Normally, I’m pretty hesitant about anime involving Otaku because they tend to over-utilize the “shock value” with baser humor and subject matter. However, Genshiken is a pretty entertaining comedy about Otakudom. Perhaps it resonated with me because I have realized only recently that I am a pretty big generalist Otaku (into video gaming, anime, painting miniatures, building Gundams, and cosplay). Only recently realized this? Yes. To paraphrase the anime, becoming an Otaku isn’t something you set out to do, you just find yourself there.
EDIT: Here’s where it gets confusing. The second season of Genshiken is called Genshiken 2. It comes right after the 3 OVA episodes. Crunchyroll has Genshiken Nidaime listed as “Genshiken Second Season,” but that’s actually season 3 – it comes Immediately after Genshiken 2. One other thing to mention – Genshiken 2 goes a lot more into and includes much more ecchi content. In addition to standard ecchi, it also goes into BL (boys love), without being too graphic. That said, you’ll need a solid tolerance of ecchi for Genshiken 2. Those are also parts of Otakudom, so it makes sense that they’d cover that material, which was only touched on in Genshiken (season 1.) The review was written after watching Genshiken 1 and the OVAs, but I don’t really have too much to add after watching Genshiken 2.
Purpose: Very Good. All in good fun, it’s a slice of life comedy about Otaku. What’s notable about this anime is its treatment of both “old,” firmly entrenched Otaku and people new to the… lifestyle. They also included the perspective of the outsider, thrown into the melee. This anime also breaks a bit from the slice of life genre. Normally, slice of life is about crazy characters reacting to new situations. Normally, time doesn’t really progress in a meaningful manner and the characters don’t usually develop. Genshiken is different. It managed to keep its entertaining value throughout and also make structural changes throughout.
Characters: Very Good. The characters were all distinctive, both in aspects of their hobby and their personalities. The characters had a surprising amount of depth, given the genre. One aspect of the characters that really stood out was the attention to body language. Often, the body language did a great job of showing the viewer what was going on and added a great deal of emphasis to what was going on. Character interactions were both varied and unique. They tended to react to situations in a really human manner, based on their personalities. Several scenes come to mind where there was a great deal of believable awkwardness as well as touching moments, which punctuated the comedy. As a final note, they did a really interesting job developing two couples – the Otaku couple and the Otaku/normal person couple. There were great lessons to learn from those relationships.
World: Good. Pretty normal. The world was interesting because it was at first limited to the clubroom, but slowly expanded. It broadened for both settings and subject matter. For settings, it occasionally varied between “normal” and “Otaku,” which provided interesting situations for our characters to react to. For subject matter, many of the major Otaku areas were given some light – manga, anime, cosplay, figure-building, etc. Part of the world included the characters dealing with the world – an interesting situation in itself.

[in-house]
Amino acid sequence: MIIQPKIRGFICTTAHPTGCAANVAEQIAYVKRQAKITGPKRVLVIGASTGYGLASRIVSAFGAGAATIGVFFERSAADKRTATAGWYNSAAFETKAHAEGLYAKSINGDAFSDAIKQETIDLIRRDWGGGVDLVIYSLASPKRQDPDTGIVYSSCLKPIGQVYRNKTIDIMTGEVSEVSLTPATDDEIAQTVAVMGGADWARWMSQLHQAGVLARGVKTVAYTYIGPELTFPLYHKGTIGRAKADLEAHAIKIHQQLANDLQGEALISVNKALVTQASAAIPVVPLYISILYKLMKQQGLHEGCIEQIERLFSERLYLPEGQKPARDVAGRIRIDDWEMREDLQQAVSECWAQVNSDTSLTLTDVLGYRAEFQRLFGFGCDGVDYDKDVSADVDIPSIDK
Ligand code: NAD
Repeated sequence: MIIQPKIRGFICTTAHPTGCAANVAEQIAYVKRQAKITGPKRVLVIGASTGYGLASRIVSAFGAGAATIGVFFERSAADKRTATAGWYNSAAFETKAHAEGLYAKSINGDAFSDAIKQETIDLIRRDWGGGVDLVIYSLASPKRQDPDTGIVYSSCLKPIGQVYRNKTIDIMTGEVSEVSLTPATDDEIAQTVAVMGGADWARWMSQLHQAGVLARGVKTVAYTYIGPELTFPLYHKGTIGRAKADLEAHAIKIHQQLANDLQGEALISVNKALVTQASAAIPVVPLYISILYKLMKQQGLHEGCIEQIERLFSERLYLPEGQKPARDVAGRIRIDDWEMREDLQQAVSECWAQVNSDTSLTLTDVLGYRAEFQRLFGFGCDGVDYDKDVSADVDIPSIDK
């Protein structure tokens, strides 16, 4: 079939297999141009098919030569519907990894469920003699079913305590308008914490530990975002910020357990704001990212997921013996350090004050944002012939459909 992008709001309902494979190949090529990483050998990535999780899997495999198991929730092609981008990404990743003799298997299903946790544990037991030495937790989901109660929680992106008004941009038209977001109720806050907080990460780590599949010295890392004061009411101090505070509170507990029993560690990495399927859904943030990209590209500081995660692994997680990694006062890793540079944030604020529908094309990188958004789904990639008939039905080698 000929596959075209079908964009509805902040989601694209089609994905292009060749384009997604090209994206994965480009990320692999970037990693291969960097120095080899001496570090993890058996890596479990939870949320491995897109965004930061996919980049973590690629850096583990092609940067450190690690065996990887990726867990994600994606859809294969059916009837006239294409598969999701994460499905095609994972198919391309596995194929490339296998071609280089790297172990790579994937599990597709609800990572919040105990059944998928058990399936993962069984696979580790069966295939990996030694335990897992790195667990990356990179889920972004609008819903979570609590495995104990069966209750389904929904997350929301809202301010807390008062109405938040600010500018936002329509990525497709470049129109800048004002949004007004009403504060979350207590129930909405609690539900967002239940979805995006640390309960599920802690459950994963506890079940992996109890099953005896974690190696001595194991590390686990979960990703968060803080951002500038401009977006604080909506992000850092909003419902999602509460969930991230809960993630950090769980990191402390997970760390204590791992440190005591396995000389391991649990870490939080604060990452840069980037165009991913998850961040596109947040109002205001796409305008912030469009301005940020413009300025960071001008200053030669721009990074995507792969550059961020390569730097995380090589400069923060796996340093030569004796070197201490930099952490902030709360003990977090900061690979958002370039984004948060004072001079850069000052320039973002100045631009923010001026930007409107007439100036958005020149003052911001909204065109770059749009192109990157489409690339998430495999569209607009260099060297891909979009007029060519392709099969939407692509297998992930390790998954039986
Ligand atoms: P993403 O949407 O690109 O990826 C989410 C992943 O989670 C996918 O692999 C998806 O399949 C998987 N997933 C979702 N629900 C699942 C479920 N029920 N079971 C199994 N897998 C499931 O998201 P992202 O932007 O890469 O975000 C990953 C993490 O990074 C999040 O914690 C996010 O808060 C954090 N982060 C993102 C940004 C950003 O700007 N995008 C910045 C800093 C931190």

Plot: Good. It’s a slice of life/comedy anime about Otaku. It’s not as if the entire world is at stake here. As before, it was both surprising and interesting that there was progression in an anime of this type. In addition to actually creating a character development trajectory, the plot was varied enough to have interesting situations arise.
Storytelling: Very Good. Storytelling is always harder to spot in slice of life and comedy anime. In this case, it’s how they set up the comedy and other situations. What is most interesting about the storytelling wasn’t necessarily what information they provided, so much as what they didn’t. There was just enough Otaku in there to be familiar to veterans, but not so much as to be seriously off-putting to someone not as familiar. In addition, they usually managed to keep a nice balance of handling certain Otaku subjects without getting vulgar. The best phrase that comes to mind is that they toed the line, although they weren’t trying to see what they could get away with. This anime seemed to want to talk about these subjects, rather than trying to shock the viewer.
The main point of the storytelling here was the comedy. This anime was consistently funny. The kind of humor, based on the situations, was varied as well. It wasn’t like a lot of anime in this genre, where characters have a “reaction catchphrase” – something happens and they react in one particular way. Part of what was so funny was that the characters were reacting in a realistic, believable manner. Though the anime was mainly comedy, I was really surprised that they managed to have several scenes with a strong impact to them.
Pace: Very Good. The strongest point of the pace is, again, what it doesn’t do. They had an excellent sense of when to develop an issue and when to leave it be. This could very easily have gotten bogged down with too much of an exploration into Otaku minutiae. Added to this was the fact that many other anime in this genre struggle with the pacing of pure comedy. They managed to keep everything together very well.